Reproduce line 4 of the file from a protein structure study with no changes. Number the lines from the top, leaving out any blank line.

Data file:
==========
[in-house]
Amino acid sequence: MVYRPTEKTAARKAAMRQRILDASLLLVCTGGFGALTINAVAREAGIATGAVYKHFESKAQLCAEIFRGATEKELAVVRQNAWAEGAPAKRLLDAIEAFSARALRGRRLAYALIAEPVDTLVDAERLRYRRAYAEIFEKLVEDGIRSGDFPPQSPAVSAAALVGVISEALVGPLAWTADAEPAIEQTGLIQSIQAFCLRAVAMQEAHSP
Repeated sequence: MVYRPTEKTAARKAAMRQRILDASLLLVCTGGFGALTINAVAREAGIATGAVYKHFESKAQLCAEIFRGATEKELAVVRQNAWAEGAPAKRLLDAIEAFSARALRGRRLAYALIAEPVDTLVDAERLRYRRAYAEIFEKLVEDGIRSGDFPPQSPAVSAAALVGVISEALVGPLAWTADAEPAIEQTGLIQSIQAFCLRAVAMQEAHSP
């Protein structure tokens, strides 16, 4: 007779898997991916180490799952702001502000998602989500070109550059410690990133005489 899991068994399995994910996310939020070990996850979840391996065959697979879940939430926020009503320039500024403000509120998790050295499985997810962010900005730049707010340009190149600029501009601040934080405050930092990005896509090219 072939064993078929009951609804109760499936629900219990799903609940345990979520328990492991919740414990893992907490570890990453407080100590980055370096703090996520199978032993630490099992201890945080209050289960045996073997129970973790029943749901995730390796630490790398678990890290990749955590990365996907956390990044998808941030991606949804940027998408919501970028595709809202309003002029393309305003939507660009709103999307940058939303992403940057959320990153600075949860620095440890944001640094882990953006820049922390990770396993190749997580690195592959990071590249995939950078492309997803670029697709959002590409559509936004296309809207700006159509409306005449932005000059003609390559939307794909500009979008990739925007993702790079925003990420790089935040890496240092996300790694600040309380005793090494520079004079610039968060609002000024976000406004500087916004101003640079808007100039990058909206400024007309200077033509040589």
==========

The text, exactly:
């Protein structure tokens, strides 16, 4: 007779898997991916180490799952702001502000998602989500070109550059410690990133005489 899991068994399995994910996310939020070990996850979840391996065959697979879940939430926020009503320039500024403000509120998790050295499985997810962010900005730049707010340009190149600029501009601040934080405050930092990005896509090219 072939064993078929009951609804109760499936629900219990799903609940345990979520328990492991919740414990893992907490570890990453407080100590980055370096703090996520199978032993630490099992201890945080209050289960045996073997129970973790029943749901995730390796630490790398678990890290990749955590990365996907956390990044998808941030991606949804940027998408919501970028595709809202309003002029393309305003939507660009709103999307940058939303992403940057959320990153600075949860620095440890944001640094882990953006820049922390990770396993190749997580690195592959990071590249995939950078492309997803670029697709959002590409559509936004296309809207700006159509409306005449932005000059003609390559939307794909500009979008990739925007993702790079925003990420790089935040890496240092996300790694600040309380005793090494520079004079610039968060609002000024976000406004500087916004101003640079808007100039990058909206400024007309200077033509040589």